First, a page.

Nuclear deal was not just between Tehran, Washington: Zarif

November 7, 2020 - 19:30

TEHRAN — Foreign Minister Mohammad Javad Zarif said on Friday that Washington decided to withdraw from the Iran nuclear deal on its own will and predicted it would seek certain concessions at the negotiation table if it decides to return to it.

“The important point is that the JCPOA was not a deal just between Iran and the U.S.,” Zarif told the Telesur television network, IRNA reported.

Zarif, who is on a Latin American tour, said since the Joint Comprehensive Plan of Action (JCPOA) is part of a UNSC resolution, the U.S. was never entitled to withdraw from it.

Therefore, he continued, if the U.S. basically wanted to free itself from the deal, it had to exit the United Nations as well.

In order to address the commotion created by the United States and its allies over the Islamic Republic’s nuclear program, after nearly 12 years of talks Tehran signed the nuclear deal with six world powers in July 2015. Under the deal, Iran agreed to limit its nuclear activities in exchange for a termination of sanctions.

However, in May 2018, Trump withdrew the U.S. from the deal, officially called the Joint Comprehensive Plan of Action (JCPOA), and restored the sanctions on Iran and added new harsh ones. Trump’s move drew worldwide criticism.

Commenting on the French government's so-called support for freedom of expression, Zarif said attacking others in the name of freedom of expression is vividly a hypocritical approach at a time that France’s administration does not allow its citizens to make the smallest criticism over certain issues.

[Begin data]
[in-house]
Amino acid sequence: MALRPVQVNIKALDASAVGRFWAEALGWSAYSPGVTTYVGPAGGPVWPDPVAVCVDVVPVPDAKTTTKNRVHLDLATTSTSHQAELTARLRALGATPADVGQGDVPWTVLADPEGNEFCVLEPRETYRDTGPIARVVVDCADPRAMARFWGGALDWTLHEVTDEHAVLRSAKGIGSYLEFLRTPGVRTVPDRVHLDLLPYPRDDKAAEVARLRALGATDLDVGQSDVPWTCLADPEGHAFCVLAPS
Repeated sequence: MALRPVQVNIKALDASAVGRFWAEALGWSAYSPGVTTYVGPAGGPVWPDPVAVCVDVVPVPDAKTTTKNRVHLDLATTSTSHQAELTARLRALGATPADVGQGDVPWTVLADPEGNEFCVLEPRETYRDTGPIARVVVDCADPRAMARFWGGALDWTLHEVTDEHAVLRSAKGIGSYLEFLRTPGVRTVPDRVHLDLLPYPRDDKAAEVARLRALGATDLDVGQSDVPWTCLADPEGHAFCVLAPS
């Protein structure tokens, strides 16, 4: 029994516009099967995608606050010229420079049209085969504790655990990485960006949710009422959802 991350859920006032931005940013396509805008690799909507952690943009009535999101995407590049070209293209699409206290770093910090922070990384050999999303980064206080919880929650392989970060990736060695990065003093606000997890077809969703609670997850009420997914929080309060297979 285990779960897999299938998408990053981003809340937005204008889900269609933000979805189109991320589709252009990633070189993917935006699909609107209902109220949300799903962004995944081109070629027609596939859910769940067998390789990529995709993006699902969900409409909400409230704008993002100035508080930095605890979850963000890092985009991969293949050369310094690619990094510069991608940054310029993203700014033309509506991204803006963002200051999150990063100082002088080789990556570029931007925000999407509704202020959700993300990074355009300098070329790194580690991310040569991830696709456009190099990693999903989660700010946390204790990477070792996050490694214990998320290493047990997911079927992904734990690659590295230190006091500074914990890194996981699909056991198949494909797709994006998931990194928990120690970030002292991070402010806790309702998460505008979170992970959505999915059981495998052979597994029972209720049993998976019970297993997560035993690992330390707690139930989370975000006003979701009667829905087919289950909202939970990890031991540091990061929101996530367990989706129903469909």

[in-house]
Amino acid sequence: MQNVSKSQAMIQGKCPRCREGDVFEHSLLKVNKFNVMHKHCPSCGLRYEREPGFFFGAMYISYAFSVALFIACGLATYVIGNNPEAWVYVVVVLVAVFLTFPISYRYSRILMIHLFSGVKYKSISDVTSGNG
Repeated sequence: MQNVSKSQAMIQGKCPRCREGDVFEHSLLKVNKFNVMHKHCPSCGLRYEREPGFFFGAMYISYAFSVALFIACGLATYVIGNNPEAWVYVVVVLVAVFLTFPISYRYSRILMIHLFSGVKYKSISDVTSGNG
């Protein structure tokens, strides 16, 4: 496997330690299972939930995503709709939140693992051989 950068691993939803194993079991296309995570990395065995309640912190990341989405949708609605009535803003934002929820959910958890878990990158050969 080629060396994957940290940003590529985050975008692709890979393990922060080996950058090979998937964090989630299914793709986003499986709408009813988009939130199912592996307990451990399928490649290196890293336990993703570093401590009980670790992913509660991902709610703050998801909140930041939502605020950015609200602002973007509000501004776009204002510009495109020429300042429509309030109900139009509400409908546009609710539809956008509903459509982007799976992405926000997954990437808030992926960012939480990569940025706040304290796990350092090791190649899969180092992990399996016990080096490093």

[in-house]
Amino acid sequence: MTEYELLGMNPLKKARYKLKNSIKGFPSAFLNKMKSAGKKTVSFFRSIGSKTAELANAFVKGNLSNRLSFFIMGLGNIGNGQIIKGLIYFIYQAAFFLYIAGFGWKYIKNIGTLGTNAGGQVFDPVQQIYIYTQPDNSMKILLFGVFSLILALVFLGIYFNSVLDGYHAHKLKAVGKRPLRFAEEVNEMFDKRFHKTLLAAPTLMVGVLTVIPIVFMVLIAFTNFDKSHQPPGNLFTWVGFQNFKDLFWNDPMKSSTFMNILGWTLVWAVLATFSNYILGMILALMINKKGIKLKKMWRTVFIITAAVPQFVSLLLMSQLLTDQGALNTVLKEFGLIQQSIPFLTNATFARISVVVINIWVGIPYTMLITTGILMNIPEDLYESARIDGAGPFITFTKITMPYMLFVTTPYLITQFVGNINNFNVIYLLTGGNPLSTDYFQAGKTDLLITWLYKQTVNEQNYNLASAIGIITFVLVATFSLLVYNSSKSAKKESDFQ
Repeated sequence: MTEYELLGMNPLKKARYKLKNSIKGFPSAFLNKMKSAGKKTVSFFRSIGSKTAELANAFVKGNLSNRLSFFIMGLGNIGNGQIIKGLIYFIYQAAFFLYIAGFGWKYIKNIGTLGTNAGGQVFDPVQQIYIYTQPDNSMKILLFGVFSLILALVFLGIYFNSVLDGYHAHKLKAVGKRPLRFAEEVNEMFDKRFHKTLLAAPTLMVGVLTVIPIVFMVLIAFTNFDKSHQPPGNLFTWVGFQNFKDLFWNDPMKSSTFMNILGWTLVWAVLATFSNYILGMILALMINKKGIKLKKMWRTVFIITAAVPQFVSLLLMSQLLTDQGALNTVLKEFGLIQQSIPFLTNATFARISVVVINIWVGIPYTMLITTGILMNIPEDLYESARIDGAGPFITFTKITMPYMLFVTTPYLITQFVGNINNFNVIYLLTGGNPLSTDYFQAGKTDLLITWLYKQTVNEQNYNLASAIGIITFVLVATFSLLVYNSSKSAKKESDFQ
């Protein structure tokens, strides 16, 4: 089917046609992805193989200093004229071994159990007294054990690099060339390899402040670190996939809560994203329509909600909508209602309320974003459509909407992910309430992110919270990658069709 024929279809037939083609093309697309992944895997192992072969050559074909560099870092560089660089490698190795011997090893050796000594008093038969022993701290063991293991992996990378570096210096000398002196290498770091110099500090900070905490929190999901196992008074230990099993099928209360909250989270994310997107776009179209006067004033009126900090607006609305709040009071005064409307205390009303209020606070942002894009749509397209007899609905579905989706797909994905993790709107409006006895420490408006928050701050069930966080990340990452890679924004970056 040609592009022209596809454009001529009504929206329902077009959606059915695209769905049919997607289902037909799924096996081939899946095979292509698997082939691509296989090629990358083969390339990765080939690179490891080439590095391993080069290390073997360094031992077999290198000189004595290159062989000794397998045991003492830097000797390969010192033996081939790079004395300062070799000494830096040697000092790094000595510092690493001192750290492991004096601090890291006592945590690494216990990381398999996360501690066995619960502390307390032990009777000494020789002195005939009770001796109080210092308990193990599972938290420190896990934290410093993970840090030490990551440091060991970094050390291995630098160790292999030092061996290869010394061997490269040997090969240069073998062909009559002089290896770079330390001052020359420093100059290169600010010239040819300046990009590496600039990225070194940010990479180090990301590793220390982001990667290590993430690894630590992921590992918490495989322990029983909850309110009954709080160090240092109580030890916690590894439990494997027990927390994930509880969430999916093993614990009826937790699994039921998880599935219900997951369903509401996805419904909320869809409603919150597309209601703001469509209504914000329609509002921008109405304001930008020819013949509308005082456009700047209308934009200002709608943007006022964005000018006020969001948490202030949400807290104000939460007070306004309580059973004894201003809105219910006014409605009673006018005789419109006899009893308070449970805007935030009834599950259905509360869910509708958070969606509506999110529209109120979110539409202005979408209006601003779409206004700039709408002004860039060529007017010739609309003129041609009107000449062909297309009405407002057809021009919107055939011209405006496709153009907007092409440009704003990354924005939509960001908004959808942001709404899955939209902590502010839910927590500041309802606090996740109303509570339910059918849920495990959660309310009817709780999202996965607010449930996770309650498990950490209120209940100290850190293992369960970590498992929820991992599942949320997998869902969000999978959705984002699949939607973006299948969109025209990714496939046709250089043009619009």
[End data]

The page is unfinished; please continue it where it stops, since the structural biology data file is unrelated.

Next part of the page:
He doubted the truth of freedom of expression in France when Muslim women in the country are not allowed to wear hijab at schools.

On his three-nation tour to Latin America, Zarif has already visited Venezuela and Cuba. Bolivia is his next destination.

Zarif was also asked about the U.S. assassination of top Iranian general Qassem Soleimani on January 3 this year and Iran’s promise of vengeance, to which he said Iran in a military move targeted the U.S. base from which the assassination was directed.

But the important issue is that the U.S. has committed a serious crime, consequences of which hit the U.S. and will continue to do so, as seen in the funeral ceremony of General Soleimani in Iran and Iraq, he said.

Zarif added that another consequence of the crime was the adoption of a legislation by the Iraqi parliament which asks the U.S. to pull out its forces from the country, which will be very costly for the U.S.

Regarding the recent terrorist attacks in France and some other European countries, Zarif said Islam has nothing to do with terrorism and a president of a civilized country should not try to connect Islam with terrorism.

MH/PA

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